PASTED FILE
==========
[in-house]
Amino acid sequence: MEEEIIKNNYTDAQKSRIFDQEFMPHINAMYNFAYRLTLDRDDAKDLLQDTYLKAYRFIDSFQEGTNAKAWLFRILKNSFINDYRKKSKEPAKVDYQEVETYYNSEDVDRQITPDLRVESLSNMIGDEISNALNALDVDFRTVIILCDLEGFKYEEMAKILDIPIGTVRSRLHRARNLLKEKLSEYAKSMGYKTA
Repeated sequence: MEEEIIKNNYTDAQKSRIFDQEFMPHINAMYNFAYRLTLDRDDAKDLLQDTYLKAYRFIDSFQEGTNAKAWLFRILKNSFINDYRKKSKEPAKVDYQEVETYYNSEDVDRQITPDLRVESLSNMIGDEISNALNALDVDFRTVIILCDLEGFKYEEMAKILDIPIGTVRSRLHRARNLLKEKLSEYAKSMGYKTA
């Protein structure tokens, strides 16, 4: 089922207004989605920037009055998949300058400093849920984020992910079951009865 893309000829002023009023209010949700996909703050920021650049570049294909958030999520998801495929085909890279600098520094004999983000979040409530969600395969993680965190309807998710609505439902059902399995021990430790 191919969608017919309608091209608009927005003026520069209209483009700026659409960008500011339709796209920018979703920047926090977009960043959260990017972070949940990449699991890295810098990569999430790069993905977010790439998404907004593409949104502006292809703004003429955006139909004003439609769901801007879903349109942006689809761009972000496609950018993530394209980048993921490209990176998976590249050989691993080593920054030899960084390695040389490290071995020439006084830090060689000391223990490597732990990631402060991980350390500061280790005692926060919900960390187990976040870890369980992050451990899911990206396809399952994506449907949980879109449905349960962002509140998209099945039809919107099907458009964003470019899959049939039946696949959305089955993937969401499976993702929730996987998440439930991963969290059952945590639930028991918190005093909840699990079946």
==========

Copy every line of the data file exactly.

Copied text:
[in-house]
Amino acid sequence: MEEEIIKNNYTDAQKSRIFDQEFMPHINAMYNFAYRLTLDRDDAKDLLQDTYLKAYRFIDSFQEGTNAKAWLFRILKNSFINDYRKKSKEPAKVDYQEVETYYNSEDVDRQITPDLRVESLSNMIGDEISNALNALDVDFRTVIILCDLEGFKYEEMAKILDIPIGTVRSRLHRARNLLKEKLSEYAKSMGYKTA
Repeated sequence: MEEEIIKNNYTDAQKSRIFDQEFMPHINAMYNFAYRLTLDRDDAKDLLQDTYLKAYRFIDSFQEGTNAKAWLFRILKNSFINDYRKKSKEPAKVDYQEVETYYNSEDVDRQITPDLRVESLSNMIGDEISNALNALDVDFRTVIILCDLEGFKYEEMAKILDIPIGTVRSRLHRARNLLKEKLSEYAKSMGYKTA
């Protein structure tokens, strides 16, 4: 089922207004989605920037009055998949300058400093849920984020992910079951009865 893309000829002023009023209010949700996909703050920021650049570049294909958030999520998801495929085909890279600098520094004999983000979040409530969600395969993680965190309807998710609505439902059902399995021990430790 191919969608017919309608091209608009927005003026520069209209483009700026659409960008500011339709796209920018979703920047926090977009960043959260990017972070949940990449699991890295810098990569999430790069993905977010790439998404907004593409949104502006292809703004003429955006139909004003439609769901801007879903349109942006689809761009972000496609950018993530394209980048993921490209990176998976590249050989691993080593920054030899960084390695040389490290071995020439006084830090060689000391223990490597732990990631402060991980350390500061280790005692926060919900960390187990976040870890369980992050451990899911990206396809399952994506449907949980879109449905349960962002509140998209099945039809919107099907458009964003470019899959049939039946696949959305089955993937969401499976993702929730996987998440439930991963969290059952945590639930028991918190005093909840699990079946």